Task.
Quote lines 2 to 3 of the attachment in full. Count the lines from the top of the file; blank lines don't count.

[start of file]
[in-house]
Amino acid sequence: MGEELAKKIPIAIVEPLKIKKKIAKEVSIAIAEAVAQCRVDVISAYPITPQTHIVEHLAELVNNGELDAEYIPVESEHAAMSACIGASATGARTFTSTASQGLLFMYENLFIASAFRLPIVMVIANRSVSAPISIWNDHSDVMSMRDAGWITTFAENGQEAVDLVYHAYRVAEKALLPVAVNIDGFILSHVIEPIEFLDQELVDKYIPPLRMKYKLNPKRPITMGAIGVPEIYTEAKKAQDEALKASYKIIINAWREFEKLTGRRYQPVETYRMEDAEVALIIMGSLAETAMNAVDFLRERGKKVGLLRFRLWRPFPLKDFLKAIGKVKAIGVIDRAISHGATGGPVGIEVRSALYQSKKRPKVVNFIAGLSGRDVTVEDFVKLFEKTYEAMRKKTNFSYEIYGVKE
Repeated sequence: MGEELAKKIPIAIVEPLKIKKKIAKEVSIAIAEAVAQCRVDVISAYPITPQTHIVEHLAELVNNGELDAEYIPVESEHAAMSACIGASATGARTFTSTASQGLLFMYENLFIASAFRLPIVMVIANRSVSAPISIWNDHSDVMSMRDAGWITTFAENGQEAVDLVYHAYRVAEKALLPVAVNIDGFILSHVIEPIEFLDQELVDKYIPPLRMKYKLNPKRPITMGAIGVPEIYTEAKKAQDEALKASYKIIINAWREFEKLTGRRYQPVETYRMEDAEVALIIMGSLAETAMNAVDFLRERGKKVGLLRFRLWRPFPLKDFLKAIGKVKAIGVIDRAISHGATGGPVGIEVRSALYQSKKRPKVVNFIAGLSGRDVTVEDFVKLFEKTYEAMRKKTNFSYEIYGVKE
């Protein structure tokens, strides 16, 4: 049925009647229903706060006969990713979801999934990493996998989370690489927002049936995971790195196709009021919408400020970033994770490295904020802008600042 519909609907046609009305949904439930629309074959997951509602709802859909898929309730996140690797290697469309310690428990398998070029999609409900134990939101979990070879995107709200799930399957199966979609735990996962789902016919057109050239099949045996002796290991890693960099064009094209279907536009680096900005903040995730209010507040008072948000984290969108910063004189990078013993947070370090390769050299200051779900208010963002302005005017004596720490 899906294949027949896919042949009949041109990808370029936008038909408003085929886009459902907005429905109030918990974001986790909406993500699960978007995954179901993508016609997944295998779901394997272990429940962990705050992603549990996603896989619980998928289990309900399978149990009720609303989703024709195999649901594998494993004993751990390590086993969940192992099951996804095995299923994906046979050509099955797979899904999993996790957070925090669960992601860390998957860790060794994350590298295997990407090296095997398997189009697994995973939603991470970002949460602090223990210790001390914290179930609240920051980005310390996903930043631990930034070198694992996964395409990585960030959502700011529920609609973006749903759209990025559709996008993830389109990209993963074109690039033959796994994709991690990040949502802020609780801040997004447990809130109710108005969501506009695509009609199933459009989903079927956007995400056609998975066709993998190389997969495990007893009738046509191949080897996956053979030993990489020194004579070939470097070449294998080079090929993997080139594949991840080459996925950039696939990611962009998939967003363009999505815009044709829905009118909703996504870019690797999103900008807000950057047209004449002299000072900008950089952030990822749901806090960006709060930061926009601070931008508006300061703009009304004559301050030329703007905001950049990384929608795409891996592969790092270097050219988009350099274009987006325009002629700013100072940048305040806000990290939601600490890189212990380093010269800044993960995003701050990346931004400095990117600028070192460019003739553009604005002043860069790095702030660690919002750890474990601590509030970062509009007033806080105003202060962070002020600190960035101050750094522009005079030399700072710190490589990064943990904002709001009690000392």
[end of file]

Amino acid sequence: MGEELAKKIPIAIVEPLKIKKKIAKEVSIAIAEAVAQCRVDVISAYPITPQTHIVEHLAELVNNGELDAEYIPVESEHAAMSACIGASATGARTFTSTASQGLLFMYENLFIASAFRLPIVMVIANRSVSAPISIWNDHSDVMSMRDAGWITTFAENGQEAVDLVYHAYRVAEKALLPVAVNIDGFILSHVIEPIEFLDQELVDKYIPPLRMKYKLNPKRPITMGAIGVPEIYTEAKKAQDEALKASYKIIINAWREFEKLTGRRYQPVETYRMEDAEVALIIMGSLAETAMNAVDFLRERGKKVGLLRFRLWRPFPLKDFLKAIGKVKAIGVIDRAISHGATGGPVGIEVRSALYQSKKRPKVVNFIAGLSGRDVTVEDFVKLFEKTYEAMRKKTNFSYEIYGVKE
Repeated sequence: MGEELAKKIPIAIVEPLKIKKKIAKEVSIAIAEAVAQCRVDVISAYPITPQTHIVEHLAELVNNGELDAEYIPVESEHAAMSACIGASATGARTFTSTASQGLLFMYENLFIASAFRLPIVMVIANRSVSAPISIWNDHSDVMSMRDAGWITTFAENGQEAVDLVYHAYRVAEKALLPVAVNIDGFILSHVIEPIEFLDQELVDKYIPPLRMKYKLNPKRPITMGAIGVPEIYTEAKKAQDEALKASYKIIINAWREFEKLTGRRYQPVETYRMEDAEVALIIMGSLAETAMNAVDFLRERGKKVGLLRFRLWRPFPLKDFLKAIGKVKAIGVIDRAISHGATGGPVGIEVRSALYQSKKRPKVVNFIAGLSGRDVTVEDFVKLFEKTYEAMRKKTNFSYEIYGVKE